All photos by Luis Carlos Rodriguez

Houston, the largest city in Texas, balances metropolitan flair and ethereal natural surroundings. Its convenient location lets you easily take a road trip north to Austin or south to the Gulf of Mexico. My adventurous family did both, visiting 9 cities in 12 days.


Houston, the largest city in Texas, balances metropolitan flair and ethereal natural surroundings. Known as the Bayou City, Houston is an international economic hub, with the Port of Houston ranking first in U.S. imports.

My first pit stop was Houston’s top tourist attraction–the Houston Galleria. It’s the fourth largest mall in the country, with more than 24 million visitors a year–that’s three times the number of annual visitors to Navy Pier. Touted as a “city within a city,” the Galleria has 375 stores and restaurants, an ice skating rink, two hotels, three office towers, and regular live entertainment. It’s a shopping lover’s wet dream; the rest of us are impressed by its massive size, sleek interior design, and warm glass skylights.

When it comes to the performing arts, Houston holds its own. Its renowned Theater District houses more than a dozen performing arts organizations in four venues. Opera lovers, theater enthusiasts, and the like can enjoy a year-round schedule of performances. With its striking architecture and sculptures, even walking through the district is entertaining. When hunger beckons, enjoy lunch in front of 200 species of fish at the nearby Downtown Aquarium.

I spent more time outside of Houston than in it. My brief stint left me wanting to return to see what I missed–NASA, a famous Museum District, and gorgeous parks. But one of the best things about Houston is its convenient location. You can easily take a road trip north to Austin or south to the Gulf of Mexico. My adventurous family did both, visiting 9 cities in 12 days. Let’s head south next–to Sugar Land!

Sugar Land

In Texas you would expect to find a city named “Sugar Land.” Is it a Willy Wonka fantasy come true? Nope, no chocolate rivers here. Think Ann Taylor and luxury steakhouses. Lying just south of Houston, Sugar Land is one of the fastest growing cities in Texas. Its population has more than tripled since 1990. To keep up with it, the town gave itself an extreme makeover, turning its downtown area into a cozy, posh oasis. It reminded me of The Glen, but with an urban edge and the refreshing diversity of Rogers Park. High-end stores sit next to the mall, and fine dining options share the same block with cheap eats, including the oh-so-delicious Smash Burger (which is finally coming to Illinois). At night, Sugar Land City Hall turns into a concrete Ravinia, with folks sipping wine and grooving to live entertainment. If you’re staying outside of Houston, Sugar Land is a convenient stop for checking out a concert or grabbing a bite to eat.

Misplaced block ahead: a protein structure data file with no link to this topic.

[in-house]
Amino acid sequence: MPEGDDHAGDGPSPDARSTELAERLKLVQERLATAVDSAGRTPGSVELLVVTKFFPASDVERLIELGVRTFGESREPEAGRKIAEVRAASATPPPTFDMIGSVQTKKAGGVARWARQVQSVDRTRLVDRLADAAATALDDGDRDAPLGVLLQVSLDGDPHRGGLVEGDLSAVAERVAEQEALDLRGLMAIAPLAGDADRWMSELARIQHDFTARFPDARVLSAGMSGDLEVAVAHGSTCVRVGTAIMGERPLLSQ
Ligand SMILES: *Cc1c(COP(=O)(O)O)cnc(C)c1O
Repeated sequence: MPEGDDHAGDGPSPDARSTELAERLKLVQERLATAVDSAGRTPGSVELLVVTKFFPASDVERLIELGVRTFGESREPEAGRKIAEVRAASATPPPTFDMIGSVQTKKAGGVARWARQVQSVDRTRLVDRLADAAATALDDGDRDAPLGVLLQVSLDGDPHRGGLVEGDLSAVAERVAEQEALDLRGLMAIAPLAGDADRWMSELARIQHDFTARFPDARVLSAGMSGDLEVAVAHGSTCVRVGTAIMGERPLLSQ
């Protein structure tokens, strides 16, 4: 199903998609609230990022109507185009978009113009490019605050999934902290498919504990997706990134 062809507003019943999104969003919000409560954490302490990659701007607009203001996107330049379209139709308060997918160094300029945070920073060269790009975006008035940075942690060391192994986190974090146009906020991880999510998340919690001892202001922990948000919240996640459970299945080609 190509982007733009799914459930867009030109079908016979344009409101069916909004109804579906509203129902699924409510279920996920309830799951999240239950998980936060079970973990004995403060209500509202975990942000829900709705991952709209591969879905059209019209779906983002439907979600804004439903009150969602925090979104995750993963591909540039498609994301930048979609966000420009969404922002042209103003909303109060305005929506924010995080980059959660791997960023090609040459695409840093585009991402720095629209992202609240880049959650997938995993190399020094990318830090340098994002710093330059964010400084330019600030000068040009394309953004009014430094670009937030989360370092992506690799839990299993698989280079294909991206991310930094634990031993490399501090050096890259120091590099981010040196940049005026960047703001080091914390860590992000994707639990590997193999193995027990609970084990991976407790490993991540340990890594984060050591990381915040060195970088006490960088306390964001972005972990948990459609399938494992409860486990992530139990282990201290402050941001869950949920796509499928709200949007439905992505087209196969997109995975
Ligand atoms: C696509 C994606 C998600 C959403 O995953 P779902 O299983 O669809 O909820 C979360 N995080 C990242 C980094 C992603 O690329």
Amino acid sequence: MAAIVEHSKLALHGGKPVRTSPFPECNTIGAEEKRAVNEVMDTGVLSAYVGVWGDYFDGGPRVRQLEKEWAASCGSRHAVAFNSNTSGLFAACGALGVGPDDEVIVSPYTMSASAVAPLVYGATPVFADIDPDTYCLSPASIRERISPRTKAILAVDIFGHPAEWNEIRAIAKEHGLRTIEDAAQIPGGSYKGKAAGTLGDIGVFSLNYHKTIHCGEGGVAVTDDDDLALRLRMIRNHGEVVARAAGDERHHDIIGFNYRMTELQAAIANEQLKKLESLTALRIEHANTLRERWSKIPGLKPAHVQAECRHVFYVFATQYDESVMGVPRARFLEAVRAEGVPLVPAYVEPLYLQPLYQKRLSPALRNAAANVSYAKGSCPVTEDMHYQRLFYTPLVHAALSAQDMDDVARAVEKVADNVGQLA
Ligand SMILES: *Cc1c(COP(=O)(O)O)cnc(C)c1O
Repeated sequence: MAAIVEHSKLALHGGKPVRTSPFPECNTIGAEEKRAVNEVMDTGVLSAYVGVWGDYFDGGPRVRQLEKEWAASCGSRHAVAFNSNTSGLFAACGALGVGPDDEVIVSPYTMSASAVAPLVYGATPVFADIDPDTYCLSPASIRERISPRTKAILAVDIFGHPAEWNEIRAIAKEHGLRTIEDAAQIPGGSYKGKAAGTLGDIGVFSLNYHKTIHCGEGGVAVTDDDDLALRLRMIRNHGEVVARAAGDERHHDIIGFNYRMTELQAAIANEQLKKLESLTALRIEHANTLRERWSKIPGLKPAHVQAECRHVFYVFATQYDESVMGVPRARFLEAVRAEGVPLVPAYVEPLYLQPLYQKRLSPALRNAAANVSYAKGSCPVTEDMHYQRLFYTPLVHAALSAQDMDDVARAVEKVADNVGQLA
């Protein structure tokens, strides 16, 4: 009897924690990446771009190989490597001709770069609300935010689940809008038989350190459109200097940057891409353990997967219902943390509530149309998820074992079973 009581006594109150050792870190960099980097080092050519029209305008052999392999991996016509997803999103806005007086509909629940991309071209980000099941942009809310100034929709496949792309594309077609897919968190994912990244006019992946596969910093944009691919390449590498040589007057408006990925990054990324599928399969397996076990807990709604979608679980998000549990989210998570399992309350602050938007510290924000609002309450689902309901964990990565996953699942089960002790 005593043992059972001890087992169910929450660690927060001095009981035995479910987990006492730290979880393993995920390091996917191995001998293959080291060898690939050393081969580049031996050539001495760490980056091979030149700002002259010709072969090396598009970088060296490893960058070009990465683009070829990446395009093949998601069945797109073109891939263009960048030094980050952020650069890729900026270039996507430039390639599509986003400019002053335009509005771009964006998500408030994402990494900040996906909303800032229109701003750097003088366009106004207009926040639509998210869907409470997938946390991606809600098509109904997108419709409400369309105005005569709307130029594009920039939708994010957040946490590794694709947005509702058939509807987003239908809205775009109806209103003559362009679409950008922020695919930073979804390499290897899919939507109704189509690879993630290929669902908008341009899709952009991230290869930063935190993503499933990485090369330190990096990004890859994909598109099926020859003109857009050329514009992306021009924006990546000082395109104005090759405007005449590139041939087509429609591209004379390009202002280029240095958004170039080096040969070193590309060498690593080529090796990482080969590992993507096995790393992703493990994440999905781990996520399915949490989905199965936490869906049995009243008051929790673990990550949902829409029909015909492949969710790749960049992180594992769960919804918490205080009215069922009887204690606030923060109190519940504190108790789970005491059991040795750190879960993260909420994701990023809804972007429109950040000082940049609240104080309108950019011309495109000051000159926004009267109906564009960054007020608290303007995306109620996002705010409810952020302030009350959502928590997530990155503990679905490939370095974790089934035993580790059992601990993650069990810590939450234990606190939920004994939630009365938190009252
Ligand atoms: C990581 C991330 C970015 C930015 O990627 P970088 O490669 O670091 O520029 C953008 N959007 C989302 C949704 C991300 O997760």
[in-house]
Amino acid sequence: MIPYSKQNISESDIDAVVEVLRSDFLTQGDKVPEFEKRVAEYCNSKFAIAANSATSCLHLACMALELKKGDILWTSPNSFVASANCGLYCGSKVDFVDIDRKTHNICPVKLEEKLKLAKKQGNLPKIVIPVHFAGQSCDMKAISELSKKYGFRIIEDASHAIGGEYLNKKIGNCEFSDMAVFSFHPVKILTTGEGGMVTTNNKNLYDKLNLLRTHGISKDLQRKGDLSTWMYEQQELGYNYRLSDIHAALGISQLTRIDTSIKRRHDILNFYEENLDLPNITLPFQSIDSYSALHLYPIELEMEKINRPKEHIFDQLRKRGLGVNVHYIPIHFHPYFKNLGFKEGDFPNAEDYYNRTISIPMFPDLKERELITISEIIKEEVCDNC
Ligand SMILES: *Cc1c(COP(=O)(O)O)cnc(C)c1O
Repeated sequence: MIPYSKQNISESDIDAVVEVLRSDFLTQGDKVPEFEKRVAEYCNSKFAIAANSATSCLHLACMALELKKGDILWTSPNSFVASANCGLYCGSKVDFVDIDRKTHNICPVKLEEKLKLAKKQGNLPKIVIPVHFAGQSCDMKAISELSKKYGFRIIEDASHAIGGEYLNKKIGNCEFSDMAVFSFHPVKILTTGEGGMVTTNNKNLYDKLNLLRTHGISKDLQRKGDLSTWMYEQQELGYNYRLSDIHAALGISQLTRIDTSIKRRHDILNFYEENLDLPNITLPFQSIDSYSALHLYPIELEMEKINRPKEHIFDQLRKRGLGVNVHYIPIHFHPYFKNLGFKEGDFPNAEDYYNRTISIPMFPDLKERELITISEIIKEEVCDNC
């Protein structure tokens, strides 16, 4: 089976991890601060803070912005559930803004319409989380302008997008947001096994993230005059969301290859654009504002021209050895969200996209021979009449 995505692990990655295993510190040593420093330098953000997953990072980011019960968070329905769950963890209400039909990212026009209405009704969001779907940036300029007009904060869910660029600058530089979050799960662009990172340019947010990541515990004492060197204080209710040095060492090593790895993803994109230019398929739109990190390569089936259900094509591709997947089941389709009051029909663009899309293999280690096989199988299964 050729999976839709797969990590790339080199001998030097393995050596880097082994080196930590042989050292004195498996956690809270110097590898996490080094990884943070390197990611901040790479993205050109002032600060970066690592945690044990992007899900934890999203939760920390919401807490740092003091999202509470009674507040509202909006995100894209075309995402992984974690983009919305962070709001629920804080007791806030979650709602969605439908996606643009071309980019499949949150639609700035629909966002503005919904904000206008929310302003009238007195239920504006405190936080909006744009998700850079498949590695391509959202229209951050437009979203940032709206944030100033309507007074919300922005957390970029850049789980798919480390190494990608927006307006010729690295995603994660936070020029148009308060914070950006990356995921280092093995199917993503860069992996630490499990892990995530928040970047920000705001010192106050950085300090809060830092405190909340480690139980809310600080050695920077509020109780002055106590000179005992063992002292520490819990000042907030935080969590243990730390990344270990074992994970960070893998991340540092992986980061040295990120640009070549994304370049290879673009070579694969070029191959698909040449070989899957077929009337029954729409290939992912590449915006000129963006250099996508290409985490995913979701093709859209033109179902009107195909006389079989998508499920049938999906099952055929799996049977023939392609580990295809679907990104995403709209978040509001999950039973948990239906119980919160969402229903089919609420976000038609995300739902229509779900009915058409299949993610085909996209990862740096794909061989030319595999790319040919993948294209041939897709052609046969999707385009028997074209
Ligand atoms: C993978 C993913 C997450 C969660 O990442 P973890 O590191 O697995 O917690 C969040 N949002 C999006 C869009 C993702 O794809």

Kemah Boardwalk

About 45 minutes southwest of Houston is Kemah Boardwalk. It’s like Six Flags and Navy Pier rolled into one smaller, not-as-sophisticated coastal amusement park. This family-oriented extravaganza of rides, games, shops, boat rides, and restaurants includes another Aquarium restaurant with floor-to-ceiling tanks that will make you feel like you’re dining in a tropical reef. With a large group in tow, we opted for the Lighthouse Buffet, and while I try to avoid all-you-can-eat joints, I was pleasantly surprised by the quality and variety of fresh seafood and classic Texas fare. Overall, Kemah offers about two hours of fun; then it’s time to move on.


No offense to any Galvestonians, but with water as clear as mud, I suggest skipping the beach and checking out the breathtaking Historical District instead. It’s one of the largest collections of 19th-century structures in the nation. Take a stroll or drive through the district and the historic downtown area. Bishop’s Palace, a Victorian castle finished in 1892, is a must-see!

Souvenirs abound at the historic Murdoch’s Bathhouse, which originally rented out bathing suits to swimmers in the early 1900s. Hurricanes have destroyed Murdoch’s multiple times in the last century, but this little engine that could keeps popping up right back again, most recently in 2009 after Hurricane Ike. It’s the best souvenir shop I’ve ever been to, with a bar and two spacious stores connected by a deck that peers out onto the gulf. After some shopping, take a free ferry to Galveston Island; if you’re lucky, you’ll catch sight of a few dolphins!

Corpus Christi

After seeing Galveston, I had low expectations of the beaches in Corpus Christi. Luckily, Corpus has Palm Beach beauty, with pristine beaches lined with flowing palm trees. The four-hour drive from Houston was worth it!